The Sienans entrusted the defense of their hometown to the general of the French service, Piero Strozzi. French troops took part in the fighting on the side of the Siena, as well as the Tuscans who broke away from the Medici.

Florentine troops approached Siena on the night of January 26, 1554. After the failure of the first attack, Gianjacomo Medici launched a siege, although he did not have enough people to completely block the city. Balloni and Montauto were unable to take Pienza and Grosseto, and French ships threatened the Florentine supply line passing through Piombino. In response, Cosimo hired Ascanio della Cornia with 6000 infantry and 300 horsemen, and waited for the imperial reinforcements to approach.

To ease the enemy’s pressure on Siena, Strozzi launched a sortie on June 11. Leaving part of the French troops in the city, he marched on Pontedera, forcing Medegino to lift the siege and follow him, which, however, did not prevent Strozzi from uniting at Lucca with the French contingent of 3500 foot soldiers, 700 horsemen and four guns. On June 21, Strozzi captured the town of Montecatini Terme, but did not dare to get involved in a battle with the Medici, but decided to wait for the approach of French reinforcements from Viareggio. At that time, Strozzi had 9500 foot soldiers and about 1200 horsemen, while the Medici had 2000 Spanish, 3000 German and 6000 Italian foot soldiers and 600 horsemen, while new reinforcements from Spain and Corsica also moved to join him.

Meanwhile, Strozzi returned to Siena, as the situation with the supply of the city became critical. Piombino could not be taken, so help from the French did not enter the city. It was decided to leave the city and defeat the enemy in a field battle. In the next three days, the Sienans occupied several nearby towns and forced the enemy to gather all their forces for a general battle.

On August 1, Strozzi learned that the imperial Florentine troops had finally come and were preparing for battle. In the morning, the enemy forces were built against each other as follows: 1000 Franco-Sienna cavalrymen stood on the right flank of the Sienans, 3000 Landsknechts formed the center, 3000 Swiss formed a reserve behind, and 3000 Frenchmen were located on the left flank. In addition, there were 5000 Italian infantrymen under the command of Paolo Orsini. The army was located on a gentle hill, which was convenient in every way.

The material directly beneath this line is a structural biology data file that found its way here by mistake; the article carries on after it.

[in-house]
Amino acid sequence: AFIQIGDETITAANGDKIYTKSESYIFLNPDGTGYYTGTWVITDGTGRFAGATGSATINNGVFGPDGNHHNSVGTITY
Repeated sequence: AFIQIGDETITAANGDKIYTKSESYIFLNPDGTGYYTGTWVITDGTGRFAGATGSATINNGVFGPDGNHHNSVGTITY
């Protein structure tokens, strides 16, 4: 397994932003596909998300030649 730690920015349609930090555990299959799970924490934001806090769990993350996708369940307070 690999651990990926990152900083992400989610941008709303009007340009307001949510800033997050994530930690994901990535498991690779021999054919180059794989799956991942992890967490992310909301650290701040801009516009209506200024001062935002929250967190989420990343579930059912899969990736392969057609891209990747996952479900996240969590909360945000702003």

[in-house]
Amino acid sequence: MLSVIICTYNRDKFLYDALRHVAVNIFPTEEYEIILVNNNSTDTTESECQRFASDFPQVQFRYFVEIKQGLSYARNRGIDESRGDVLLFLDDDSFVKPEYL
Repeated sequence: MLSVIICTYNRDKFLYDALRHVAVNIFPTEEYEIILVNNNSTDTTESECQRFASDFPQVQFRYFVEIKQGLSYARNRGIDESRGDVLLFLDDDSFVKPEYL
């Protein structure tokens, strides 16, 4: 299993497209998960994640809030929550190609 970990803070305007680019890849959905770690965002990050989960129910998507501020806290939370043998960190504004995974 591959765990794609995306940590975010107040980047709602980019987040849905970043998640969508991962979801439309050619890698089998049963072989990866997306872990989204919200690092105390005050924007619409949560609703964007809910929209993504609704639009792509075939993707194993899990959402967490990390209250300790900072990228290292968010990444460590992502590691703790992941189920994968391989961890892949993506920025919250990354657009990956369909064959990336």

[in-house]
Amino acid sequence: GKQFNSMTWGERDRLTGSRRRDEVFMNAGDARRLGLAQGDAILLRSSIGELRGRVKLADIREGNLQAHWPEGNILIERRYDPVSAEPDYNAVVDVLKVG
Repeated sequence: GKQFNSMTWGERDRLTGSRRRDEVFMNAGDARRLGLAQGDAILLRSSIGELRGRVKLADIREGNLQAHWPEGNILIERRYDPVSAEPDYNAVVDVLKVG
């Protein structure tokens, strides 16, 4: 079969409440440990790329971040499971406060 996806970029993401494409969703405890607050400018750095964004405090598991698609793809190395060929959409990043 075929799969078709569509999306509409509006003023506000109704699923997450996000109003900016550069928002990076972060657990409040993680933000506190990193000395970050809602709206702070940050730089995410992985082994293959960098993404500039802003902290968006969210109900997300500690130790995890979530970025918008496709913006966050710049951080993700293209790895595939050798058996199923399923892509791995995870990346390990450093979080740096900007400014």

The Medici on the left flank put 1200 riders of light cavalry and 300 heavy under the command of Marcantonio Colonna. In the center was the infantry: 2000 Spanish veterans and 4000 German Landsknechts, commanded by Niccolo Madruzzo. The right flank was the strongest: 4000 Florentine foot soldiers, 2000 Spaniards and 3000 Italians. However, these infantrymen did not differ in high combat qualities. Behind the three rows of infantry was artillery, which was supposed to fire through the heads of its soldiers. In reserve were another 200 Spanish soldiers, veterans and another company of Neapolitan horse arquebusiers.


“The Battle of Marciano” by J. Vasari without a frame

The battle began with an attack by the Medici riders on the left flank. They scattered the Franco-Sienese cavalry who fled from the battlefield. In response, Strozzi attacked in the center. Landsknechts quickly ran down the hill on a slope, but imperial artillery with their cores managed to inflict serious losses on them. In turn, the Medici also moved forward the center, which caused panic in the Strozzi troops. And then the heavy cavalry of the Column returned and attacked the German infantry from the rear. The result was that the entire center of the Sienans rushed to save themselves. And only the French infantry not only maintained its battle formation, but even, being surrounded on all sides, fought to the end. Strozzi himself was wounded three times and was taken out of the battle by bodyguards. The battle itself lasted only two hours. Losses of Siena were very significant: 4000 killed and 4000 wounded or captured.

As for the paintings of interest to us, the “Battle of Angiar” was supposed to be painted by Leonardo, who had been recognized by then, but the fresco on the opposite side of the “Battle of Cachine” was young Michelangelo (27 years old). The two frescoes ordered by the Florentine Republic to decorate the Council Hall of the Senoria Palace in Florence in order to glorify their power for centuries. That was the goal of the customer, but by this time both masters had a keen sense of competition and, above all, they wanted to prove to each other which of them was, so to speak, “first” in all respects. Their work was monitored by a third genius - Raphael, who at that time was 21 years old.


Another copy of Leonardo’s fresco by Rubens (Louvre, Paris)